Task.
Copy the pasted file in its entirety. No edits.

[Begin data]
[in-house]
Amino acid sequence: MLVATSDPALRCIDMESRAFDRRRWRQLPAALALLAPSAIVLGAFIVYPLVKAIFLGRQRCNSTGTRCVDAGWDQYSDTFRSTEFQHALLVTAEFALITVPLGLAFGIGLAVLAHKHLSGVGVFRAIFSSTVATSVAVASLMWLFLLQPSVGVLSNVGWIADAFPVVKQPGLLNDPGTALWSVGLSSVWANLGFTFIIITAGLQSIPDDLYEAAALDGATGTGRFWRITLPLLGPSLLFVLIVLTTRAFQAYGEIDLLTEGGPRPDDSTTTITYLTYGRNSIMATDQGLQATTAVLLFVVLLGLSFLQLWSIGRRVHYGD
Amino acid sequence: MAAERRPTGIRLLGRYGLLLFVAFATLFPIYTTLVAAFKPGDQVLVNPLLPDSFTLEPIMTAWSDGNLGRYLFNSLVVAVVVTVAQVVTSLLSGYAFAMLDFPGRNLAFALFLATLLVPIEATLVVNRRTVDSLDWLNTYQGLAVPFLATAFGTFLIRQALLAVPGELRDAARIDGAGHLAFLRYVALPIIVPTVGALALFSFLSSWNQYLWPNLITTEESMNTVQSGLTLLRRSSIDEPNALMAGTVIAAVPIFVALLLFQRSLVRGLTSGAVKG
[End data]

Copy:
[in-house]
Amino acid sequence: MLVATSDPALRCIDMESRAFDRRRWRQLPAALALLAPSAIVLGAFIVYPLVKAIFLGRQRCNSTGTRCVDAGWDQYSDTFRSTEFQHALLVTAEFALITVPLGLAFGIGLAVLAHKHLSGVGVFRAIFSSTVATSVAVASLMWLFLLQPSVGVLSNVGWIADAFPVVKQPGLLNDPGTALWSVGLSSVWANLGFTFIIITAGLQSIPDDLYEAAALDGATGTGRFWRITLPLLGPSLLFVLIVLTTRAFQAYGEIDLLTEGGPRPDDSTTTITYLTYGRNSIMATDQGLQATTAVLLFVVLLGLSFLQLWSIGRRVHYGD
Amino acid sequence: MAAERRPTGIRLLGRYGLLLFVAFATLFPIYTTLVAAFKPGDQVLVNPLLPDSFTLEPIMTAWSDGNLGRYLFNSLVVAVVVTVAQVVTSLLSGYAFAMLDFPGRNLAFALFLATLLVPIEATLVVNRRTVDSLDWLNTYQGLAVPFLATAFGTFLIRQALLAVPGELRDAARIDGAGHLAFLRYVALPIIVPTVGALALFSFLSSWNQYLWPNLITTEESMNTVQSGLTLLRRSSIDEPNALMAGTVIAAVPIFVALLLFQRSLVRGLTSGAVKG